Virginia Cotton: Rain Gave 90% Coverage, More at End of Week

Thrips damaged cotton. Photo: Andrew Sawyer, University of Georgia

It’s interesting how the season has already changed.

  • We had a good beginning with temperature and moisture, and it was looking like everything would be early.
  • Then came the dry weather and some issues with poor seed quality that initially went undetected, both resulting in poor emergence in some fields.
  • The dry weather is also being given some credit for poor performance of the liquid in-furrow application of AdmirePro and other liquid materials for thrips control resulting primarily in maturity delays. Where the AdmirePro came into contact with the seed, the control is excellent.
  • Some theories point to resistance although I believe the better explanation for failure of in-furrow is that the sidewalls of the seed furrow were caving in on the seed before the admire pro spray hit the seed. If we had resistance, it would also show up in seed treatments.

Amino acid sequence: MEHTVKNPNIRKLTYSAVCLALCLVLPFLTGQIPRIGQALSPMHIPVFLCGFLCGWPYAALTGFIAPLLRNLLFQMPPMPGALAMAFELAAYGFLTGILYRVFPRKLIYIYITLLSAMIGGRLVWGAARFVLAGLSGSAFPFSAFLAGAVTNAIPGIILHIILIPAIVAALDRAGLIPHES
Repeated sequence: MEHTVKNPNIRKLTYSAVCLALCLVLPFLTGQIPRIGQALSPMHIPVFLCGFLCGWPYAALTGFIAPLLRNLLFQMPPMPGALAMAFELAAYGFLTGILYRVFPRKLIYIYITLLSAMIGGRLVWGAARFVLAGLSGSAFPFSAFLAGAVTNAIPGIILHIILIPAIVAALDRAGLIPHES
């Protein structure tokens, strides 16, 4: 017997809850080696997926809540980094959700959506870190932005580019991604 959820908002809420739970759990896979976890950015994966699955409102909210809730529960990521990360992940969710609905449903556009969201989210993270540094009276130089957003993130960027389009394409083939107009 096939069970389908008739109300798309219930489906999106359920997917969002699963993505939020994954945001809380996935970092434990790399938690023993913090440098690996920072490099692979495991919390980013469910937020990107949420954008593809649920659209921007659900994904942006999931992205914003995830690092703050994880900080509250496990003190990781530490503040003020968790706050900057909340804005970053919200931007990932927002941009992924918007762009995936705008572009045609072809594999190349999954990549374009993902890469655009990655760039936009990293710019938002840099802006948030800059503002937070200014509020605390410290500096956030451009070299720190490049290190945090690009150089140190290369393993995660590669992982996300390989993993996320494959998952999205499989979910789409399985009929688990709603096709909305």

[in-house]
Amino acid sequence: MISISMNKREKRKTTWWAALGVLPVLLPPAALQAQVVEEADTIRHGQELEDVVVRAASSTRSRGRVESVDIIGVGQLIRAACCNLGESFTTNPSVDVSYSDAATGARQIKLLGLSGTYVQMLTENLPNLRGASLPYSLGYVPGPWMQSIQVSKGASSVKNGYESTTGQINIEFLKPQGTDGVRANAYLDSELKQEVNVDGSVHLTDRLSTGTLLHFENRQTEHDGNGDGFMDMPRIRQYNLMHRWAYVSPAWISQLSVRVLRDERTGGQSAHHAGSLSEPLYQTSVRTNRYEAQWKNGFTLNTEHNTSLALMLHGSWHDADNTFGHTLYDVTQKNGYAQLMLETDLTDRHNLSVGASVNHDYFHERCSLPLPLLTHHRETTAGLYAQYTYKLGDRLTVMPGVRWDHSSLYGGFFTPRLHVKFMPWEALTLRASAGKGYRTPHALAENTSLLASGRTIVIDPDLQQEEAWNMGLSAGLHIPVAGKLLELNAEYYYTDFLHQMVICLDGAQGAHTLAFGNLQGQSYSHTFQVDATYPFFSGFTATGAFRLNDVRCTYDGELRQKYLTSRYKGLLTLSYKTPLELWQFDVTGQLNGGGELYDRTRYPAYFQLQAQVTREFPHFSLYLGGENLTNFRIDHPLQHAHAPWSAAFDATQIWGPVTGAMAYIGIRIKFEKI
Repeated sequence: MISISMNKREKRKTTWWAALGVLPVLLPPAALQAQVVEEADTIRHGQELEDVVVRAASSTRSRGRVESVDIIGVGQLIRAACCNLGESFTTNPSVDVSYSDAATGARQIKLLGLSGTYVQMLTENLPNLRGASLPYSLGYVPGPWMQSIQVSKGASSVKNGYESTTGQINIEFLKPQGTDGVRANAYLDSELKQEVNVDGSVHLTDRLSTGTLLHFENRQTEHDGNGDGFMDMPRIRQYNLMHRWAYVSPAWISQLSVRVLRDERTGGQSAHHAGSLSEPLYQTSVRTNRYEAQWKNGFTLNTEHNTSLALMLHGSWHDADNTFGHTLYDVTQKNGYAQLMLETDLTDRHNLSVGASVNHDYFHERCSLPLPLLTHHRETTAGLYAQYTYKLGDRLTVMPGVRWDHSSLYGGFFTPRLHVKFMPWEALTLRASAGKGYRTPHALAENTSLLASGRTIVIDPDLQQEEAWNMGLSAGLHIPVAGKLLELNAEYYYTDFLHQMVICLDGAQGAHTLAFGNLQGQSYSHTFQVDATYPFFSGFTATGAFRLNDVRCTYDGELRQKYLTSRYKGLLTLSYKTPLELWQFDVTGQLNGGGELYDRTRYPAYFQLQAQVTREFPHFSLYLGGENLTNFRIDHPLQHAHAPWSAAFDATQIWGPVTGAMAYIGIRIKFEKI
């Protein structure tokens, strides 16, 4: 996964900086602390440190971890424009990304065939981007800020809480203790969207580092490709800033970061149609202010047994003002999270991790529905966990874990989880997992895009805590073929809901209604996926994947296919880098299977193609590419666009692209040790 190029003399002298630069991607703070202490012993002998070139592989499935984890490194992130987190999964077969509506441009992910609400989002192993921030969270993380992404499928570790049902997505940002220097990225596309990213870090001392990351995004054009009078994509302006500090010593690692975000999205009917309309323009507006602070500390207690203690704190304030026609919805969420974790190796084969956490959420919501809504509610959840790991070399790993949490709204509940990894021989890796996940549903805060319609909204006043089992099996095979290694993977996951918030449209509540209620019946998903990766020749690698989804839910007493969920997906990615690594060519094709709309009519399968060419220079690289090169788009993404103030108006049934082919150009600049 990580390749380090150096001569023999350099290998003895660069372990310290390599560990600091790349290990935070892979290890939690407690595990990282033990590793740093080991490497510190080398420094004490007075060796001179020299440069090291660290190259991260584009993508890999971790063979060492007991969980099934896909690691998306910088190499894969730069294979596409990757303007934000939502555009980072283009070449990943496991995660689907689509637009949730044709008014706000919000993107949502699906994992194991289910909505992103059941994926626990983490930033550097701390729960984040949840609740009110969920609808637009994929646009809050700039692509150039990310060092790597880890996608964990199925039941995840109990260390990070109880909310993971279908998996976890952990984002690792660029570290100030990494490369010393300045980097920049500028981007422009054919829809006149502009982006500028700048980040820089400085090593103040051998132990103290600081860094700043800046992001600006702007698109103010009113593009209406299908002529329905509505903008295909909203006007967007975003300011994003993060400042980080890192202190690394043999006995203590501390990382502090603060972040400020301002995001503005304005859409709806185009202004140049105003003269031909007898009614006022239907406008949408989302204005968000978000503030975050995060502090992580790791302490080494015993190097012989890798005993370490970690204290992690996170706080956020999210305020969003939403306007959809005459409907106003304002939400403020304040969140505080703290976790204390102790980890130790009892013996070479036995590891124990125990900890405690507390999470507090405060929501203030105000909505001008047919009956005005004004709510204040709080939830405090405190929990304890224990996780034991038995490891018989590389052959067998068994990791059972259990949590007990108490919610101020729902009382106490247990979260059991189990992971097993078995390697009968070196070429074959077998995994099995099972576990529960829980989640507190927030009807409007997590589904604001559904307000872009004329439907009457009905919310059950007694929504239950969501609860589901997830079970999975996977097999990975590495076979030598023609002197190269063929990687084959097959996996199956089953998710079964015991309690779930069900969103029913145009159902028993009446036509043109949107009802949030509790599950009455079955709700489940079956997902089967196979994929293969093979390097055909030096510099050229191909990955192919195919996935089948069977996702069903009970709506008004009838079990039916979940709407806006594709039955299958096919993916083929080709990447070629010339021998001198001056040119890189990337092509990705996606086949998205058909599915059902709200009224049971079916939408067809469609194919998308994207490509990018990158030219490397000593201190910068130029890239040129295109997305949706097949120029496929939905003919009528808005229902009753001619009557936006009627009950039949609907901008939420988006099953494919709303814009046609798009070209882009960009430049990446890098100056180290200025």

• Now that we got the rain, the stands will improve but will have two stages of cotton in the field plus we will have some replanting or late planting.
  • The summary of all of this is that we will have a lot of early cotton that will need nitrogen, Pix and plant bug attention earlier than normal. But in addition, we will have a little bit of late cotton that could be several weeks behind the early stuff.
  • I think as farmers walk their fields this week, we will learn more details of some of the practices that are producing prettier cotton. However, pretty cotton early, while desirable, is not essential. It matters a whole lot more how pretty it is in the end.

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